Rachel Dorsey is an autistic/ADHD speech-language pathologist living in the greater Boston area with her husband and cat. She currently works in clinic-based private practice seeing clients for a broad range of services and has a part-time consultancy, Rachel Dorsey: Autistic SLP, LLC, where she provides education, coaching, and consultations to parents of autistic children and SLPs working with autistic children. Prior to her current work, she worked in community-based early intervention and preschool in addition to seeing clients of a variety of ages in the clinic. She is passionate about autism advocacy work, effective communication for the purpose of self-advocating and self-regulating, and dismantling the ableism often present in allied health professions.
Dr Erin Bulluss (pronouns she/her) is an Australian clinical psychologist with a particular passion for working therapeutically with Autistic people through online telehealth platforms. She feels strongly about honouring neurodiversity in the pursuit of well-being and was diagnosed with autism herself in her mid-thirties. She brings together her personal and professional understandings of autism in her therapeutic approach, aiming to build a strong, collaborative therapeutic relationship based upon understanding and acceptance. Erin places the needs of the individual at the centre of her therapeutic approach so the experience of therapy is different for each and every individual.
In her clinical practice, Erin both treats co-occurring mental health conditions and offers “psychologically-informed mentoring” to assist neurodivergent individuals who have not developed any co-occurring diagnoses to accept their lovely uniqueness, navigate the neurotypical aspects of the world, and develop a lifestyle that promotes wellbeing and mental health.
Erin has published articles and presented workshops about her approach to therapy with Autistic individuals and hopes to promote acceptance of autism through contributing to the development of therapeutic approaches that genuinely embrace neurodiversity and do not place neurotypical expectations on neurodivergent individuals. Erin also co-authors a Psychology Today blog which aims to provide information about autism from the perspective of late-diagnosed Autistic professionals.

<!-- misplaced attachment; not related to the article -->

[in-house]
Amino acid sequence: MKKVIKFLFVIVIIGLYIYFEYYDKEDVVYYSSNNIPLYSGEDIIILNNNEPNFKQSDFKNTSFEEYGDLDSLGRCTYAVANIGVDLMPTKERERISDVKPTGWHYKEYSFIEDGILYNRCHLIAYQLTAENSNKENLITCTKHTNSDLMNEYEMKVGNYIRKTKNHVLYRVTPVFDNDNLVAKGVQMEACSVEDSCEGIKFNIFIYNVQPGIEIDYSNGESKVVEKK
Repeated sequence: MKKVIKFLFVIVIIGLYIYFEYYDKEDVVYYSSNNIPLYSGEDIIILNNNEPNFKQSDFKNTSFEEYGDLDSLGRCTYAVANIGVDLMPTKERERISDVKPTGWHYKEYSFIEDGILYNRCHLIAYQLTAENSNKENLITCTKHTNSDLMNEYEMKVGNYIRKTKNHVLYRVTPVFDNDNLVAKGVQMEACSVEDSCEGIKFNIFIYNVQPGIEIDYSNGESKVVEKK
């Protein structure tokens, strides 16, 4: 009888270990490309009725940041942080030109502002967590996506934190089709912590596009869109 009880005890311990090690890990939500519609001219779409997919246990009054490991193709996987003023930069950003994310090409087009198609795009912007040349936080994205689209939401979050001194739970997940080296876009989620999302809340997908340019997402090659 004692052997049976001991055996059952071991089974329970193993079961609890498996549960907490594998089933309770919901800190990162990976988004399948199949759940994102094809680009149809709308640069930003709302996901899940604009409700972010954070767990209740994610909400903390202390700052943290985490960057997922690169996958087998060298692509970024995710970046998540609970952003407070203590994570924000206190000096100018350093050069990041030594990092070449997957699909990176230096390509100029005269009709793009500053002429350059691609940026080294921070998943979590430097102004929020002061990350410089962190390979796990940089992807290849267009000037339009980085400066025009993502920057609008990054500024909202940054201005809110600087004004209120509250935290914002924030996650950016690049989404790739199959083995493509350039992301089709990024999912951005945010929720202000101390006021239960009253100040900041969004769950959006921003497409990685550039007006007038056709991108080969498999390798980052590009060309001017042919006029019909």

Damian Milton, PhD
Autistic Researcher and Lecturer
Damian works part-time for the Tizard Centre, University of Kent as a Lecturer in Intellectual and Developmental Disabilities. Damian also teaches on the MA Education (Autism) programme at London South Bank University and has been a consultant for the Transform Autism Education (TAE) project and a number of projects for the Autism Education Trust (AET). Damian’s interest in autism began when his son was diagnosed in 2005 as autistic at the age of two. Damian was also diagnosed with Asperger’s in 2009 at the age of thirty-six. Damian’s primary focus is on increasing the meaningful participation of autistic people and people with learning disabilities in the research process and chairs the Participatory Autism Research Collective (PARC).
Mariah received their official autism diagnosis at the age of 25, in July 2019. They are an aspiring dance movement therapist, intending to help people to heal and develop through movement, and help to understand the significance of stimming. Currently, they create an accessibility conscious curriculum for their dance/creative movement students. Mariah is still on the recovery end of burnout & is exploring how they can be of use to communities again. In 2019, they put on their first "autistic space" event called Express Unbound and is looking forward to continuing creating autistic lead accessible social spaces in the future."
Morénike Giwa Onaiwu, PhD(c), MA (she/they) is a global advocate, educator, and autistic person of color in a neurodiverse, multicultural, serodifferent family. A prolific writer, consultant, and social scientist/activist whose work focuses on meaningful community involvement, human rights, intersectional justice, and inclusion, Morénike is a Humanities Scholar at Rice University’s Center for the Study of Women, Gender, and Sexuality, Co-Chair of the Women’s HIV Research Collaborative, and a member of several executive boards.